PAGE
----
Building an Interdisciplinary Digital Humanities/New Media Community in the Deep South

I have been fortunate to attend a few THATCamps connected to academic conferences for historians, and I have wanted to work with others to create a THATCamp (and, we hope, a series of unconferences) rooted in New Orleans and the Gulf Coast region. UNO and USM folk from various backgrounds started to collaborate on digital projects several years ago via content development for the Hurricane Digital Memory Bank, whose project funding birthed the precursor to Omeka. Therefore, we sought to begin the process of making connections and building a community that transcends the typical borders separating people engaged in digital projects.

One of the best features of THATCamps is their ability to facilitate interdisciplinary exchanges. The conversations that take place when librarians, archivists, museum curators, graduate students, K-12 faculty, public historians, humanities faculty, and others gather together are invaluable. I hope our first gathering will help us to develop a supportive community. I had the pleasure of teaching history and writing classes in a computer classroom starting in 1993 and presenting at Computers & Writing in 1997, so I know how much good comes from getting out of disciplinary ruts or sinkholes.

Maybe we will come up with some solutions to a few of the common problems facing most who work on noncommercial digital projects in the Deep South:

*lack of funding and/or the constant threat of losing meager funding sources;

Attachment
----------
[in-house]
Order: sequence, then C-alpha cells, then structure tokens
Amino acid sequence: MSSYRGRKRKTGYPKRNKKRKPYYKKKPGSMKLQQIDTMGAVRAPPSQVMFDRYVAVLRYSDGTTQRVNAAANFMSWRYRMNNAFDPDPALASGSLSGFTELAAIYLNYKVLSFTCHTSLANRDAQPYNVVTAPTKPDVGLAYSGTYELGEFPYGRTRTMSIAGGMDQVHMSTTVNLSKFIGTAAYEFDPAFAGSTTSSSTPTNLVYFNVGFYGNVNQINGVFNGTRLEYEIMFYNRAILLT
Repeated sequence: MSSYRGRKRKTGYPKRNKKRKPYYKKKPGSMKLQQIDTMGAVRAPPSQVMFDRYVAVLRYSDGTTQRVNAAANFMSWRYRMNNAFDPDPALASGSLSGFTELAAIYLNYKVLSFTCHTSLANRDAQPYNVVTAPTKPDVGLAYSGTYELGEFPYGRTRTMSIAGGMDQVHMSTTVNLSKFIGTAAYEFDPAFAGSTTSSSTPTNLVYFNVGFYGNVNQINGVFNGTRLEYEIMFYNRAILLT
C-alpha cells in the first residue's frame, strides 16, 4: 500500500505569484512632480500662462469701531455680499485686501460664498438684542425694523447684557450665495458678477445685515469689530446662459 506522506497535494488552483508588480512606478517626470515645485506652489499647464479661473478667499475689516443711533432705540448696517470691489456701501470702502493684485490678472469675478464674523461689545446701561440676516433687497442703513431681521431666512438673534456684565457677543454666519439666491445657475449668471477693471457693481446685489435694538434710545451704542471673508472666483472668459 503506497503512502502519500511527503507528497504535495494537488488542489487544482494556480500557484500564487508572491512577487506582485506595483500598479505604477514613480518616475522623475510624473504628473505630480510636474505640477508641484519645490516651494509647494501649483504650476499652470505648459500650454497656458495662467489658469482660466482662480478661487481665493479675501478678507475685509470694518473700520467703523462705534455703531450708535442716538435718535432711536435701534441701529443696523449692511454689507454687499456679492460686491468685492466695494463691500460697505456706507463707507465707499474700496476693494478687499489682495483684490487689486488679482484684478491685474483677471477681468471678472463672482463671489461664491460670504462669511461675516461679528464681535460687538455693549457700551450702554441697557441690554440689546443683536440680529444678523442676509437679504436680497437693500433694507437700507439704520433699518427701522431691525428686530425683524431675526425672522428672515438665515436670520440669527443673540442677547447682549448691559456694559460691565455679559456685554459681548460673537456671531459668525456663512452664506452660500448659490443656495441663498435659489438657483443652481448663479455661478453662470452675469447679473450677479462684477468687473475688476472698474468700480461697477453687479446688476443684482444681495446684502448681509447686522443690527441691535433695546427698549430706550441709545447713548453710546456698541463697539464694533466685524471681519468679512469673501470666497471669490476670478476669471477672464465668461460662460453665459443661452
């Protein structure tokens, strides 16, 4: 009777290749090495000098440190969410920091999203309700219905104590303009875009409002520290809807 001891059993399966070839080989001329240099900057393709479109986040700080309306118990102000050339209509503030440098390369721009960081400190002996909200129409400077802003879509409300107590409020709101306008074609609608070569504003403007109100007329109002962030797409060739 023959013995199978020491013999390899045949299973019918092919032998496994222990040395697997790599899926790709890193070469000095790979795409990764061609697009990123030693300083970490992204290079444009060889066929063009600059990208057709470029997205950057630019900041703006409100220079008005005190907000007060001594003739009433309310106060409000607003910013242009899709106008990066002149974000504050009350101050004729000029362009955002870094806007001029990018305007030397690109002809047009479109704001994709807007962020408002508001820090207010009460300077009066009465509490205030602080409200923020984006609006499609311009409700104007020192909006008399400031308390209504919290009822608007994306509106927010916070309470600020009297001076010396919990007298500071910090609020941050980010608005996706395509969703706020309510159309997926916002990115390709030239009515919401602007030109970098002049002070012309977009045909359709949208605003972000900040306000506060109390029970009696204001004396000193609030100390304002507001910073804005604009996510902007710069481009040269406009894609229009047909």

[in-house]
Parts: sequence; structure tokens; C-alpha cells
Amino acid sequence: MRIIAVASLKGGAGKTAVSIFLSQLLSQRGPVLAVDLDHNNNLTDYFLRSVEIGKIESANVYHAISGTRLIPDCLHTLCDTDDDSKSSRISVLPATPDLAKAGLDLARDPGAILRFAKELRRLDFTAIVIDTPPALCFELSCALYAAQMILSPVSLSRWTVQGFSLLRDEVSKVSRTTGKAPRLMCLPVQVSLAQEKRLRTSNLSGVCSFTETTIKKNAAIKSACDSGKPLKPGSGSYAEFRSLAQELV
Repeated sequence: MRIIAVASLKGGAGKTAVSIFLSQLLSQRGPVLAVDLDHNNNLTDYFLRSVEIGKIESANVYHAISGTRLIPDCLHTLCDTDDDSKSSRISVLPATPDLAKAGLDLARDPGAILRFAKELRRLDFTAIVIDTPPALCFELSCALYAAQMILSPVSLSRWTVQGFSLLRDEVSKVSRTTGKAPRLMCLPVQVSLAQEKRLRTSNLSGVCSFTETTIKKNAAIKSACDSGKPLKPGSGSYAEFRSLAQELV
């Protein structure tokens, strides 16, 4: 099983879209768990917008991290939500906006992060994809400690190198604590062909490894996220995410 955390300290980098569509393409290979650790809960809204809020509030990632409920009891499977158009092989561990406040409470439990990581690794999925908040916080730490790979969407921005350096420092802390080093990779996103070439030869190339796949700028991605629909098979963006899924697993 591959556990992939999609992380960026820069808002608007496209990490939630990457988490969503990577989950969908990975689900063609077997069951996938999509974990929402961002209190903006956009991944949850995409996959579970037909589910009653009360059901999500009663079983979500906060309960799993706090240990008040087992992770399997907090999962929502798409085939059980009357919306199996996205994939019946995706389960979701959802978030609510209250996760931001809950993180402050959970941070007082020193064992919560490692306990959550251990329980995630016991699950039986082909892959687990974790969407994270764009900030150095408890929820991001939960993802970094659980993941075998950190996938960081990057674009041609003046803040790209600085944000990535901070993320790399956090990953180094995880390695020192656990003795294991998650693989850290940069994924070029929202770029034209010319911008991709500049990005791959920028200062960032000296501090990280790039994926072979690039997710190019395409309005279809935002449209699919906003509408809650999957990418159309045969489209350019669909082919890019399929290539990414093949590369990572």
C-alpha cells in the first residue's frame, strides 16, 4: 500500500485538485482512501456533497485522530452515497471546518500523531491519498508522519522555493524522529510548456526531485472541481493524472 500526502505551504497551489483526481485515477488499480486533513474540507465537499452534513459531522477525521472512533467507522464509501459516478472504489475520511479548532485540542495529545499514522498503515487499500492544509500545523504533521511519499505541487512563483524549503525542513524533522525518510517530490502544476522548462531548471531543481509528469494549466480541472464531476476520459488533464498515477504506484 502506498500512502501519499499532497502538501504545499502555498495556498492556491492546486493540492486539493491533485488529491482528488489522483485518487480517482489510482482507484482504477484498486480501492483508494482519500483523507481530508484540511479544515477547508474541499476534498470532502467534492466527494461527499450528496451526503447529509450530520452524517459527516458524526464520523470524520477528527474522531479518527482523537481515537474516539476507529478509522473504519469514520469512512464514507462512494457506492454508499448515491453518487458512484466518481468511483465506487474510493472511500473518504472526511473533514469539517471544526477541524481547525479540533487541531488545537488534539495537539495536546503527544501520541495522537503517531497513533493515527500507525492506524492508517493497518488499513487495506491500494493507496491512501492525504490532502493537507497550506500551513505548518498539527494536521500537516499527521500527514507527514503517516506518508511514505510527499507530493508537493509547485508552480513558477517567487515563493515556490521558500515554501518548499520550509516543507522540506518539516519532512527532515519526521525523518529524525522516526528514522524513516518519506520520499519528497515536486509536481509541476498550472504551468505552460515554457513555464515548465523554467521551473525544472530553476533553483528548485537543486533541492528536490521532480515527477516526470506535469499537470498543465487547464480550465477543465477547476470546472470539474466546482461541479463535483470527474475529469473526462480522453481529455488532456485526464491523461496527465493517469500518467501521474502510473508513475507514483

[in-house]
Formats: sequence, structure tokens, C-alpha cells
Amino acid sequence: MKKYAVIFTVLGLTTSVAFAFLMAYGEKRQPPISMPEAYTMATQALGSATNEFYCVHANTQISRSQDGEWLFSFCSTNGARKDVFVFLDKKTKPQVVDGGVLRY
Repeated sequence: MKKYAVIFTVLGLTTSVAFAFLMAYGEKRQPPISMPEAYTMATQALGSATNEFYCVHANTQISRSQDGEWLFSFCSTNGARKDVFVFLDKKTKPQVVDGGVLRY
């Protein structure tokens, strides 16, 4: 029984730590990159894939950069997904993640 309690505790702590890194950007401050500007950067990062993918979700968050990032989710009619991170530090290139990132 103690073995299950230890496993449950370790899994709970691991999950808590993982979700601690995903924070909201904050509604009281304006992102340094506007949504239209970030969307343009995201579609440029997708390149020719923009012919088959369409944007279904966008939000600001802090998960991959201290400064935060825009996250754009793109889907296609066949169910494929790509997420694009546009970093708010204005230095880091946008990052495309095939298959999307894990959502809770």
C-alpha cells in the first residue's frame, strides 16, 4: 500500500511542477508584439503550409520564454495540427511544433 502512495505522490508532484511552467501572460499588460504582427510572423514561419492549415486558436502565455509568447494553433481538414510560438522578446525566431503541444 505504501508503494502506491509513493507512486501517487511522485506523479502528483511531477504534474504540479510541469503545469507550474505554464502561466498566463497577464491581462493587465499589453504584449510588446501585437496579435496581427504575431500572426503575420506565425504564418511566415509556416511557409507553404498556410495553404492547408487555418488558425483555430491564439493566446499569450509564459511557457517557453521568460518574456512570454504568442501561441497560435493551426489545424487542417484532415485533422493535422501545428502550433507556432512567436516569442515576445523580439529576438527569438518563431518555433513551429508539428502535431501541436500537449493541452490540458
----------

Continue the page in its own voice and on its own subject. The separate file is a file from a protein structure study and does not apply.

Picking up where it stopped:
*lack of administrative support, including attention to key issues such as time & labor & technical support; and

*lack of interest and/or respect for non-commercial digital work, regardless of whether it’s presented as “digital humanities” and if DH’s time as the latest academic fad may seem to have come (and gone).

The arrival of Gena Chattin and Jennifer Jackson on UNO’s campus in concert with the long-term interest shown by Jeanne Pavy and others at UNO as well as Jeanne Gillespie and Diane Ross on USM’s campus have served as the catalyzing energies that have allowed us to move forward. More recently, UNO’s History Department has partnered with Vicki Mayer in Tulane’s Communication Department for a mobile history (ios and Android or Google Play) project using omeka known as

Let’s begin to collaborate to build a more effective DH community.

Categories: Administrative, Collaboration, Funding, Project Management, Session Proposal, Your Categories Are Inadequate |

About Michael Mizell-Nelson

Interests: digital projects; New Orleans & Louisiana history; public history; documentary video production; labor and food history; 20th century US history.

One Response to Building an Interdisciplinary Digital Humanities/New Media Community in the Deep South

  1. Vicki Mayer says:

    Yea! I’d love to see even a semesterly meeting group with notes online so others can see all the projects out there in Nola. To the last point, has DH come and gone, I’d say NO! It’s a fuzzy concept, MOOCs and all, but it is here to stay. I was just in Toronto for a DH meeting of about 1000 people from everywhere. I think the key for New Orleans is to not go at it alone, to pool those resources, whether time or money. I’ll be there for sure!

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